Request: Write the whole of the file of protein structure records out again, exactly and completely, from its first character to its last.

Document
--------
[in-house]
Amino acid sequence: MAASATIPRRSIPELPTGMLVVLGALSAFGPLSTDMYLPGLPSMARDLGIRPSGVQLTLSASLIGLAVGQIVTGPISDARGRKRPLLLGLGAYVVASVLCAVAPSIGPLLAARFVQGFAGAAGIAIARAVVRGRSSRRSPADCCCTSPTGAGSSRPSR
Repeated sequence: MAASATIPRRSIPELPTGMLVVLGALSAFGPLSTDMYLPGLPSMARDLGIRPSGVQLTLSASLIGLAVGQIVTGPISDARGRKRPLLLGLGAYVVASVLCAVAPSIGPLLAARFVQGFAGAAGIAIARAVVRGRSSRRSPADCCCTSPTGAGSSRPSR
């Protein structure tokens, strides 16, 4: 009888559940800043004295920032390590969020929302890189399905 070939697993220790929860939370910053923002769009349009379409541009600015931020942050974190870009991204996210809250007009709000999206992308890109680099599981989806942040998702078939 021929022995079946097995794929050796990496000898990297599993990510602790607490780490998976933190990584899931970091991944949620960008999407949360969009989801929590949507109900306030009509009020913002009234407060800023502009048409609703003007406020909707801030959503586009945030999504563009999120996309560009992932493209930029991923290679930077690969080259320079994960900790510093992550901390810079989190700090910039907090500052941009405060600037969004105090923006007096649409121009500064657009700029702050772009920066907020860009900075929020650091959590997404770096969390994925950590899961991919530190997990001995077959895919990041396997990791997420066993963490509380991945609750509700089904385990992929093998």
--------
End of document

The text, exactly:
[in-house]
Amino acid sequence: MAASATIPRRSIPELPTGMLVVLGALSAFGPLSTDMYLPGLPSMARDLGIRPSGVQLTLSASLIGLAVGQIVTGPISDARGRKRPLLLGLGAYVVASVLCAVAPSIGPLLAARFVQGFAGAAGIAIARAVVRGRSSRRSPADCCCTSPTGAGSSRPSR
Repeated sequence: MAASATIPRRSIPELPTGMLVVLGALSAFGPLSTDMYLPGLPSMARDLGIRPSGVQLTLSASLIGLAVGQIVTGPISDARGRKRPLLLGLGAYVVASVLCAVAPSIGPLLAARFVQGFAGAAGIAIARAVVRGRSSRRSPADCCCTSPTGAGSSRPSR
């Protein structure tokens, strides 16, 4: 009888559940800043004295920032390590969020929302890189399905 070939697993220790929860939370910053923002769009349009379409541009600015931020942050974190870009991204996210809250007009709000999206992308890109680099599981989806942040998702078939 021929022995079946097995794929050796990496000898990297599993990510602790607490780490998976933190990584899931970091991944949620960008999407949360969009989801929590949507109900306030009509009020913002009234407060800023502009048409609703003007406020909707801030959503586009945030999504563009999120996309560009992932493209930029991923290679930077690969080259320079994960900790510093992550901390810079989190700090910039907090500052941009405060600037969004105090923006007096649409121009500064657009700029702050772009920066907020860009900075929020650091959590997404770096969390994925950590899961991919530190997990001995077959895919990041396997990791997420066993963490509380991945609750509700089904385990992929093998």